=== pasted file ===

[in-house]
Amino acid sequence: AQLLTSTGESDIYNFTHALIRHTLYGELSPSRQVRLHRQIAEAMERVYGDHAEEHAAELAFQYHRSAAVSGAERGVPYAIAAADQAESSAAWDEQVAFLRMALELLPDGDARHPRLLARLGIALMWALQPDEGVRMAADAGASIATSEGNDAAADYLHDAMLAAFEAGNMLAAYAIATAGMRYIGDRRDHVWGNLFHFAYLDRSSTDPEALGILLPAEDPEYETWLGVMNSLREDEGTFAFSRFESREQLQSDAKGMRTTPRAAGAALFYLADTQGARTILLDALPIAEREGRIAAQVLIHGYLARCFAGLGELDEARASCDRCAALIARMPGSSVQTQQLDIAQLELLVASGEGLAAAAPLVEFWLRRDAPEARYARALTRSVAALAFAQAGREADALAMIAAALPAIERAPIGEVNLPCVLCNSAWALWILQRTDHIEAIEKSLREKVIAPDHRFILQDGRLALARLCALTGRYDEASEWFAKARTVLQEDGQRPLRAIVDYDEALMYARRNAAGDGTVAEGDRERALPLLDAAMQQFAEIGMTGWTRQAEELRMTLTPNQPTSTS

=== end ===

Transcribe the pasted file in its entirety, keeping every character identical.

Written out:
[in-house]
Amino acid sequence: AQLLTSTGESDIYNFTHALIRHTLYGELSPSRQVRLHRQIAEAMERVYGDHAEEHAAELAFQYHRSAAVSGAERGVPYAIAAADQAESSAAWDEQVAFLRMALELLPDGDARHPRLLARLGIALMWALQPDEGVRMAADAGASIATSEGNDAAADYLHDAMLAAFEAGNMLAAYAIATAGMRYIGDRRDHVWGNLFHFAYLDRSSTDPEALGILLPAEDPEYETWLGVMNSLREDEGTFAFSRFESREQLQSDAKGMRTTPRAAGAALFYLADTQGARTILLDALPIAEREGRIAAQVLIHGYLARCFAGLGELDEARASCDRCAALIARMPGSSVQTQQLDIAQLELLVASGEGLAAAAPLVEFWLRRDAPEARYARALTRSVAALAFAQAGREADALAMIAAALPAIERAPIGEVNLPCVLCNSAWALWILQRTDHIEAIEKSLREKVIAPDHRFILQDGRLALARLCALTGRYDEASEWFAKARTVLQEDGQRPLRAIVDYDEALMYARRNAAGDGTVAEGDRERALPLLDAAMQQFAEIGMTGWTRQAEELRMTLTPNQPTSTS